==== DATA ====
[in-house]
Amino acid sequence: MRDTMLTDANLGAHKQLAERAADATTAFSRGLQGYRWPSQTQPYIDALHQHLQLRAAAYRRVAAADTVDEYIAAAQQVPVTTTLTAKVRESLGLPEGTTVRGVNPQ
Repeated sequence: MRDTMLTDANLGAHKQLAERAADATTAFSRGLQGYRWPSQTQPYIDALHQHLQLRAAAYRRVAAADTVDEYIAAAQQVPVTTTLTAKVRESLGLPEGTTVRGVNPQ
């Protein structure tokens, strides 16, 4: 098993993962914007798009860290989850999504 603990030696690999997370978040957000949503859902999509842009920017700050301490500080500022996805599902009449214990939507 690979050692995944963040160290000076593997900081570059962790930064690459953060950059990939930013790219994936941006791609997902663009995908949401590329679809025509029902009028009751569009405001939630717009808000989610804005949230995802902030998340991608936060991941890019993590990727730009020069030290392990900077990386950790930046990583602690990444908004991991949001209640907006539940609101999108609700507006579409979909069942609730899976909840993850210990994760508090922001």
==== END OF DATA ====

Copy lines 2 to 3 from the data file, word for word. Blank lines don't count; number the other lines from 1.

Amino acid sequence: MRDTMLTDANLGAHKQLAERAADATTAFSRGLQGYRWPSQTQPYIDALHQHLQLRAAAYRRVAAADTVDEYIAAAQQVPVTTTLTAKVRESLGLPEGTTVRGVNPQ
Repeated sequence: MRDTMLTDANLGAHKQLAERAADATTAFSRGLQGYRWPSQTQPYIDALHQHLQLRAAAYRRVAAADTVDEYIAAAQQVPVTTTLTAKVRESLGLPEGTTVRGVNPQ